In June 2022, then-Pennsylvania Senate candidate John Fetterman (D.) pointed to a doctor's note that indicated he could "campaign and serve in the U.S. Senate without a problem" after suffering a stroke in May. After returning to the campaign trail in August, Fetterman told voters he was "feeling great, better than I have in years." And in October, his campaign released a second doctor’s note giving Fetterman a clean bill of health.
Fast forward to his first six weeks in office, and Fetterman is painting a starkly different account of the medical advice he received on the campaign trail. After Fetterman was hospitalized for lightheadedness earlier this month, the New York Times reported that the freshman senator believes "he may have set himself back permanently by not taking the recommended amount of rest during the campaign" after his stroke.
Now, Fetterman is laid up in Walter Reed National Military Medical Center, receiving treatment for "severe" clinical depression—his second hospital stay during his six weeks in office. The contrasting and contradictory statements raise questions about what medical advice the stroke survivor actually received, and whether he was candid about it with voters—or whether he or his advisers shaded the truth in order win one of the most competitive Senate races in the country.
Fetterman’s office did not respond to a request for comment.
On May 13, Fetterman suffered an ischemic stroke, the result of a blood clot blocking the flow of nutrients and oxygen to the brain. Stroke victims can suffer permanent brain damage and, like Fetterman, have trouble processing sound.
According to the CDC, it can take "years" to recover from strokes, and some patients may never fully heal. Johns Hopkins Medicine suggests stroke victims spend the first three months after the stroke focusing on recovery and developing "compensation strategies to work around a functional impairment," like "learning to hold a toothpaste tube so the strong hand can unscrew the cap."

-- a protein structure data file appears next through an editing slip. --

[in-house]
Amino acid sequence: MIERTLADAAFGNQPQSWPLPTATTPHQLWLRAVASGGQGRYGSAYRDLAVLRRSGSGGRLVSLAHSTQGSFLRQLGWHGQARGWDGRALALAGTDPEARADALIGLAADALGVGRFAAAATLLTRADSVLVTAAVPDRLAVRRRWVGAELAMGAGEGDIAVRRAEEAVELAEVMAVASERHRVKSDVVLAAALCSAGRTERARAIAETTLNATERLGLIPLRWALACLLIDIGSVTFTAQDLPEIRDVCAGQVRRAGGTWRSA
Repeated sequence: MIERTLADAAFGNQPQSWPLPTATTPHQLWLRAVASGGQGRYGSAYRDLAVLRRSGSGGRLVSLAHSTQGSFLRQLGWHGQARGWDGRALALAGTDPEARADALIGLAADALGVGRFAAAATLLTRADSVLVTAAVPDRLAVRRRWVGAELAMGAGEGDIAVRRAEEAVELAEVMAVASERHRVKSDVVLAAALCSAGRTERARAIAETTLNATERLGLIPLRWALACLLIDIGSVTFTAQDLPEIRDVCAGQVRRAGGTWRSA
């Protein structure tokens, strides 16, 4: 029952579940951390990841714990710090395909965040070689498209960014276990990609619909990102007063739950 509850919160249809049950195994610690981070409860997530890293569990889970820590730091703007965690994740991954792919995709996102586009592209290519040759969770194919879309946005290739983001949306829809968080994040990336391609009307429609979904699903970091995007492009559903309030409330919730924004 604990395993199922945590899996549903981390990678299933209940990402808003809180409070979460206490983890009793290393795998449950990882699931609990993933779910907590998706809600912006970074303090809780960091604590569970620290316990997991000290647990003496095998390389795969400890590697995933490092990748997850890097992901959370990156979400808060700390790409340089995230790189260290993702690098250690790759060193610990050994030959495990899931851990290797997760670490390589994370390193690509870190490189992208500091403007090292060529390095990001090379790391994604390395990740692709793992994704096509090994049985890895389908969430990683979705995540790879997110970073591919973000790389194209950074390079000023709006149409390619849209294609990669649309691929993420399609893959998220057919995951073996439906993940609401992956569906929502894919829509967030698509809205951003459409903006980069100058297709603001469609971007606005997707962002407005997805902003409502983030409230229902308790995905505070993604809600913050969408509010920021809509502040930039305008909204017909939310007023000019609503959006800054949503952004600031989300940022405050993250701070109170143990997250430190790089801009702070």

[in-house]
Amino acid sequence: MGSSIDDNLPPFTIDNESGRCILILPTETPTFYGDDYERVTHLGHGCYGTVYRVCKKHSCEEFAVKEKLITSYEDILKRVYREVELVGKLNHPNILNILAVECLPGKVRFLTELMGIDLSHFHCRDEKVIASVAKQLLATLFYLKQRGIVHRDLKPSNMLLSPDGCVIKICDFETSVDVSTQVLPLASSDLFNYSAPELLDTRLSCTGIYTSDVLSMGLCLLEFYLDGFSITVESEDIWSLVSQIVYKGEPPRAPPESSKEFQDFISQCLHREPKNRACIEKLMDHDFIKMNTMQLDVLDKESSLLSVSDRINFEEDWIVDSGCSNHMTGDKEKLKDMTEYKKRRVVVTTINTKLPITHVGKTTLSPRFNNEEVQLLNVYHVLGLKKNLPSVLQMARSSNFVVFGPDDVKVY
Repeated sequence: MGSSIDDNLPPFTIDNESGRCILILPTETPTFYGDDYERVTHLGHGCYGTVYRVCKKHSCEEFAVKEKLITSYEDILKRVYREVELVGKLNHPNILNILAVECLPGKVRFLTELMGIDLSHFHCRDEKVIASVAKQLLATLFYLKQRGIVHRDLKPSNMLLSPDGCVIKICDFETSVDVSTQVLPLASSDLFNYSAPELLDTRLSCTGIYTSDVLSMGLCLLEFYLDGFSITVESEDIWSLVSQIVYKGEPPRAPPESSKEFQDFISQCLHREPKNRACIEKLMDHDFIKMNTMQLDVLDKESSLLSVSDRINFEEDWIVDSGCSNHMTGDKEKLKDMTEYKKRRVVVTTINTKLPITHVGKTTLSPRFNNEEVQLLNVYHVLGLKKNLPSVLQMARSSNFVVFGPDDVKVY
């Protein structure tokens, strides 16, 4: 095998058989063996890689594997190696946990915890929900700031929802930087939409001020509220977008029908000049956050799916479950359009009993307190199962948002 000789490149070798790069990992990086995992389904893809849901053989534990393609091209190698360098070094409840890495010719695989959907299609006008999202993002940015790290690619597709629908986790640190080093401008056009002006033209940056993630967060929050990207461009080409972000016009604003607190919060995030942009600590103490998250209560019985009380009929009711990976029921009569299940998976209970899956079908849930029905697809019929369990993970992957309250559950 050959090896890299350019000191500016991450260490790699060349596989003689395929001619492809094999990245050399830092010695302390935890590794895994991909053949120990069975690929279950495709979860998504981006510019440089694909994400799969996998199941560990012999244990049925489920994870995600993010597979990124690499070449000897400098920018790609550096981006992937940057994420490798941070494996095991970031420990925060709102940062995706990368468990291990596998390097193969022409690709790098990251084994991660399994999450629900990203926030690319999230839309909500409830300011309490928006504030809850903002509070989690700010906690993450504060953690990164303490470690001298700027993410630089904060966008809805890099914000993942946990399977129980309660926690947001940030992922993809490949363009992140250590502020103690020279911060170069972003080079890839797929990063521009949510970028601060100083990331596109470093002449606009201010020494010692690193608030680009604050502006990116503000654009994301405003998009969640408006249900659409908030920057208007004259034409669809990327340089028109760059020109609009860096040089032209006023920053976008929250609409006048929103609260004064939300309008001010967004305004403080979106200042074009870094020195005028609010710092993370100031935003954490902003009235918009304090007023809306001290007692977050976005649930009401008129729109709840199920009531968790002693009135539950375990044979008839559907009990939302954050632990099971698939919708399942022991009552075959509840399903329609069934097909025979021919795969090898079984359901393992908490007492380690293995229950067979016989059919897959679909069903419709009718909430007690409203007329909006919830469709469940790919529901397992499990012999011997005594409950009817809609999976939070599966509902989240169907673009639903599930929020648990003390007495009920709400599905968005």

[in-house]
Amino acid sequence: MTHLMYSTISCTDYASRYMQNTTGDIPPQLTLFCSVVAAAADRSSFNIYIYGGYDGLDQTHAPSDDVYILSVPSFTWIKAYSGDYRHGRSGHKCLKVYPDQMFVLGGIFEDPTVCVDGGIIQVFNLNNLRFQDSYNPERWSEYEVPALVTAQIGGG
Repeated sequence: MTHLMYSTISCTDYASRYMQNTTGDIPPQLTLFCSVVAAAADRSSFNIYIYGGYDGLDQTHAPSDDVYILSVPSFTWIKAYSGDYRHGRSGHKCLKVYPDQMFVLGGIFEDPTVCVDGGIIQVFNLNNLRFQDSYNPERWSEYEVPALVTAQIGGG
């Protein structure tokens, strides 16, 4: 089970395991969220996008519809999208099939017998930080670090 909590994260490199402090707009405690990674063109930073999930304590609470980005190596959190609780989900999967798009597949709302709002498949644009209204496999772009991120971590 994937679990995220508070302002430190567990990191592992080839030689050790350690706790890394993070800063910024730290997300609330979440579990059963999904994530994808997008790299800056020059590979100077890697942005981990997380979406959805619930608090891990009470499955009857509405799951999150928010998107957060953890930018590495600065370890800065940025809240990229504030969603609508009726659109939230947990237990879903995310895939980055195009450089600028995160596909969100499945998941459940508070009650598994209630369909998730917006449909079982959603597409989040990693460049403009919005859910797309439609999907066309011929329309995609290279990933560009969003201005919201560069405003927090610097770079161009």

As Fetterman chief of staff Adam Jentleson told the Times, "what you’re supposed to do to recover from this is do as little as possible." Fetterman, however, "was forced to do as much as possible," according to Jentleson.
It is unclear who recommended that Fetterman take more rest during the campaign. But Fetterman’s doctors, Ramesh Chandra and Clifford Chen, gave no indication in notes they released during the campaign that Fetterman needed more rest or required treatment for depression.
On June 3, Fetterman’s campaign released a letter from Chandra, a Pittsburgh cardiologist, who said that if Fetterman "takes his medications, eats healthy, and exercises" he "should be able to campaign and serve in the U.S. Senate without a problem." On Oct. 19, the campaign released a letter from Chen, a Fetterman booster, who said Fetterman "has no work restrictions and can work full duty in public office."
Fetterman and his allies leaned heavily on those assessments to make the case that he was healthy enough to serve in the Senate. Fetterman campaign spokesman Joe Calvello said that Chandra’s assessment showed Fetterman was "back at full strength" and "perfect" in terms of cognitive ability.
Fetterman’s wife Gisele cited the doctor’s assessment when asked whether she ever wanted her husband to drop out of the race.
"No, I mean I waited to see what the doctors thought," Gisele Fetterman said. "The doctors all said he would make a full recovery and that he’s more in shape to do this."
Chandra and Chen did not respond to requests for comment.
Published under: Feature , John Fetterman , New York Times , Pennsylvania , Senate Democrats